Do the SWOT! – Laying the Foundation for Strategic Planning

I’m working on a book project on strategic planning and thinking about all sorts of strategic planning related topics these days. One critical element is the SWOT analysis. Common in large organizations, many small businesses and solo-preneurs may not be familiar with the tool. It can be a powerful way to lead off your strategic planning process (now, I know that many people steer clear of the “p-word,” but trust me, taking the time to plan can really increase the odds of your success).

Let’s take a look at how this might work. We’ll use an example that most of you should be able to relate to – planning a family vacation. While it’s not likely that you actually go through a formal strategic planning process when you plan your vacations (at least most of you probably don’t!), there’s a good chance that this planning is going on in your head at some level.

So, you’re planning a family vacation and let’s pretend that you’ve gathered your family members together to do a SWOT analysis. You’ve come up with a broad list of strengths, weaknesses, opportunities and threats and you’ve narrowed that list down to the top 3-5 items in each category which are:

Strengths:

1. Plenty of money in the budget for a trip.

2. The entire family is excited about taking a trip together.

3. The entire family agrees on a vacation destination.

4. The entire family’s schedule allows for two weeks away.

Weaknesses:

1. Little brother gets car sick and Mom is afraid of flying.

2. Big sister doesn’t want to leave the family dog behind.

3. Dad wants to plan the itinerary completely in advance; Mom prefers to be more spontaneous.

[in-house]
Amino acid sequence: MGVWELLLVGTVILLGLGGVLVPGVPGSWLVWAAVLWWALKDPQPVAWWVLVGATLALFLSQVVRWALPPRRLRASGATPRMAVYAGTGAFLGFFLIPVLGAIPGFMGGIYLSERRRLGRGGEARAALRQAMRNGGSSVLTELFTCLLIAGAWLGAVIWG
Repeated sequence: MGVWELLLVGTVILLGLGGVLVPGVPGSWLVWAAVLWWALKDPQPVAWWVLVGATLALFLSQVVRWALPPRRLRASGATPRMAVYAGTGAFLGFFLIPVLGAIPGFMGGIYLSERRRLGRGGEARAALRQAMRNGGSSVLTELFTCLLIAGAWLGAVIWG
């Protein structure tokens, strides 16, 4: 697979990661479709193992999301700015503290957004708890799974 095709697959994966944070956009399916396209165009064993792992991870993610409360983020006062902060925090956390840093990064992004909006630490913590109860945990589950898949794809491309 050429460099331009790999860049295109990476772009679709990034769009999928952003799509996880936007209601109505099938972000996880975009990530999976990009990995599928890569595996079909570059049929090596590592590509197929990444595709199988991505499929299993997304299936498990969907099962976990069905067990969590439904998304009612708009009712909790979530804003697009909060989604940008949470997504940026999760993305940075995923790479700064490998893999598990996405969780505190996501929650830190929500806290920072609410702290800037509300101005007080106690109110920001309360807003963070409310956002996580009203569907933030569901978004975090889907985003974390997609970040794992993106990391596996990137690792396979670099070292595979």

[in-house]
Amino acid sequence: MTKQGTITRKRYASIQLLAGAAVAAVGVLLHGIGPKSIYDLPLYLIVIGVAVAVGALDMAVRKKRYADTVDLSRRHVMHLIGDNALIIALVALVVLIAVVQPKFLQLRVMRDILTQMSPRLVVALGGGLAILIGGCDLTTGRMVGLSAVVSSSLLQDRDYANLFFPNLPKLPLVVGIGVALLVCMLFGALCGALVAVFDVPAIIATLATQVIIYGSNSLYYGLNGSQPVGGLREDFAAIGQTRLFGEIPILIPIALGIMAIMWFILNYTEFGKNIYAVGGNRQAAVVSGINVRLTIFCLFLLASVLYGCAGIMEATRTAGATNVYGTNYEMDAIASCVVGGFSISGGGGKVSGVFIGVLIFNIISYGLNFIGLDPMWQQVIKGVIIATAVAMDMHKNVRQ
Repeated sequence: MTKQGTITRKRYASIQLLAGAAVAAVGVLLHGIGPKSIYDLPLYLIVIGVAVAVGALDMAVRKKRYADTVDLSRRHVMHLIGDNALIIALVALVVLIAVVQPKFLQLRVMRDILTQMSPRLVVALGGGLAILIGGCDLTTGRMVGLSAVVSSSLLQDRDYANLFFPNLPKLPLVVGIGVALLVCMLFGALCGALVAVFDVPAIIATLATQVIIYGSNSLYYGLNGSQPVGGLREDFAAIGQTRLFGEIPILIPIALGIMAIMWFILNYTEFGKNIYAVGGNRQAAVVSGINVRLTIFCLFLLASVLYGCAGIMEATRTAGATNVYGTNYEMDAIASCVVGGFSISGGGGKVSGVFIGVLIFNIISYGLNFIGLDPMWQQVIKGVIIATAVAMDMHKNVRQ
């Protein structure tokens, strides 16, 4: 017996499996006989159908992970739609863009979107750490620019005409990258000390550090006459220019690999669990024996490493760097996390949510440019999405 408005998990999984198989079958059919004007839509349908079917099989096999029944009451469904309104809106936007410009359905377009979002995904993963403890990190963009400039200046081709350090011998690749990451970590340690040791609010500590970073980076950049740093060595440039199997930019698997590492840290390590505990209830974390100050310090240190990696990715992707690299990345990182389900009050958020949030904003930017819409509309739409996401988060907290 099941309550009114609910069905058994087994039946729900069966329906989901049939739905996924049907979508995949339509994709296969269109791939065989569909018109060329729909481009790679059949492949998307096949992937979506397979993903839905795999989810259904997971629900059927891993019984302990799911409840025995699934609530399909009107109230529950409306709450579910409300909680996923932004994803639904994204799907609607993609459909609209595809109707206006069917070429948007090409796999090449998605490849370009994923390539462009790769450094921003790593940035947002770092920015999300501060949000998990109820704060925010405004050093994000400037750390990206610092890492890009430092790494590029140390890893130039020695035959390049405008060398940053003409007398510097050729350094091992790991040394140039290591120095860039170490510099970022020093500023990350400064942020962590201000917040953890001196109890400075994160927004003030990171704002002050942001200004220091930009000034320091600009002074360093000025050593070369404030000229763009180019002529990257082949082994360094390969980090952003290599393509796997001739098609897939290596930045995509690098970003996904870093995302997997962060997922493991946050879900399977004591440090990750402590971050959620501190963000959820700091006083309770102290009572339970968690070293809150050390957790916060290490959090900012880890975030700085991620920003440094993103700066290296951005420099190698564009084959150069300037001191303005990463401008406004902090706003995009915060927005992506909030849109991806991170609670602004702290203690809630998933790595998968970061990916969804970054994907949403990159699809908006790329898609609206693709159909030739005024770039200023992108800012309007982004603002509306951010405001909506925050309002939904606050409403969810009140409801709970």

Opportunities:

1. There’s a great deal on rooms at a wonderful hotel in your destination city.

2. Because of the many cultural and historical aspects of the city the kids will actually get some educational value out of the trip.

3. Mom is able to take advantage of the opportunity to meet with a potential new client.

Threats:

1. It’s a beach vacation and there’s always the potential for bad weather that could spoil the trip.

2. You’ve read some recent reports of increasing crime in the area.

3. An important meeting at Dad’s place of employment could throw a monkey wrench into the timing of the trip.

As you review this list of top strengths, weaknesses, opportunities and threats, hopefully you can quickly see how you would attempt to leverage (or take advantage of) the strengths you identified, how you would consider the weaknesses and their potential impact on your plan and consider ways of potentially overcoming these weaknesses, how you would take advantage of the opportunities as you develop your plan – and how you would take steps to avoid or minimize the threats (or, in cases when you have no control – e.g. bad weather – how you might incorporate elements in your plan to address these potential threats).

And that, in essence, is exactly what you would do in your business as you move forward with the strategic planning process! The issues you identified through the SWOT analysis are the foundation for the next step of developing the actual plan.

It’s that simple – and that powerful.

I’d be interested in hearing from those of you that have conducted SWOT analyses in any types of strategic planning settings. What has worked for you? What hasn’t? What tips would you have to share with others?

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